Put the lid back on, pressing to seal, then let the rice sit for about 15 minutes. This will allow the moisture inside to redistribute.
What To Do If Rice Becomes Sticky
If you find yourself in this ‘sticky situation’, you will want to know how to make your rice not-sticky again.
Rice also becomes sticky when the grains split and release the starch. Perhaps you forgot to rinse it first, or used too little water or too high a temperature.
If your rice is just a bit sticky, you might be able to save it.
Tip it into a colander, then rinse under cool water, using your fingers to separate the grains (Similar process to method two but after cooking the rice slightly), then proceed with the recipe.
Another tip is to dump it in a larger pan and add a generous splash of water.
Heat it over a low flame, using a fork to break up the clumps. Once the clumps start to become unstuck, take the pan off the heat, cover it tightly with a lid and leave it alone for 5 minutes.
You can then drain off the excess water and use the rice.
A ‘Cold’ Solution for Sticky Rice
Spread your too-sticky rice over a baking tray in one thin layer, and cover with parchment paper. Put it in the refrigerator for 30 minutes then microwave it until hot. You will find a lot of the stickiness has gone.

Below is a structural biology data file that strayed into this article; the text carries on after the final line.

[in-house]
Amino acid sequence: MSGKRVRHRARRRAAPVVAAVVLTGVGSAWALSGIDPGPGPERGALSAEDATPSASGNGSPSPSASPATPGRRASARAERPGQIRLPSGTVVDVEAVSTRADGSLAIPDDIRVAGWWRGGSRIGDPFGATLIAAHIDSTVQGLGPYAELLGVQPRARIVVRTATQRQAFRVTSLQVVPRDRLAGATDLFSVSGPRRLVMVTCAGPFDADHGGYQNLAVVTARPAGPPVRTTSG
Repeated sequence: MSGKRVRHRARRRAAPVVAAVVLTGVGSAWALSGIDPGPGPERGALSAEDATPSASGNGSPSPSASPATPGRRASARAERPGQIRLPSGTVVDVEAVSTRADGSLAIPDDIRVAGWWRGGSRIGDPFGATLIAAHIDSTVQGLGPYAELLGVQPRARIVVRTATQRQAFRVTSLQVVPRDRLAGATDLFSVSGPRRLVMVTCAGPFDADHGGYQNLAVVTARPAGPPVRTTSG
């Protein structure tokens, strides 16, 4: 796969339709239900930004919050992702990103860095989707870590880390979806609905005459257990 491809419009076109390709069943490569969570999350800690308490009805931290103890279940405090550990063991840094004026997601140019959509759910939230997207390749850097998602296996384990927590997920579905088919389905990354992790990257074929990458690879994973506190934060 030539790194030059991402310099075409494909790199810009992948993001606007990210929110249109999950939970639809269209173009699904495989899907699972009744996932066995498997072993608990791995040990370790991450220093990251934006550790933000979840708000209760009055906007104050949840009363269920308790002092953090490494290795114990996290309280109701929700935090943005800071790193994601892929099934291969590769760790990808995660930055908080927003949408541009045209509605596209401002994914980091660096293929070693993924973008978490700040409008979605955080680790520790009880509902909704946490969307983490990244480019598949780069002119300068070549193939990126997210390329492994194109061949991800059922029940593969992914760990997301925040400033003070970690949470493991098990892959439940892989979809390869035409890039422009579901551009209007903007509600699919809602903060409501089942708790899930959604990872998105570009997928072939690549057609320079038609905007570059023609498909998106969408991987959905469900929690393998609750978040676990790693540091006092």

And If All Else Fails…
If your rice is seriously sticky or, worse still, mushy, you will probably need to cook a fresh batch of rice.
However, you can still use the sticky batch – try making rice fritters or fried rice balls with it.
Consider adding it to veggie burgers, stews or soups, or even making a creamy rice pudding, so it doesn’t go to waste.
Related Read: Why Your Rice Is Burning! Rice Cooker Tips and More
For those who love to cook savory meals, a meat grinder is something that you can get a kick out of. Knowing the right equipment to buy is crucial in order for you to save money and get the most out...
The act of making sausages is fairly straightforward. All you're doing is running meat through a grinder. Then taking that ground meat and stuffing it into sausage casings. While the process isn't...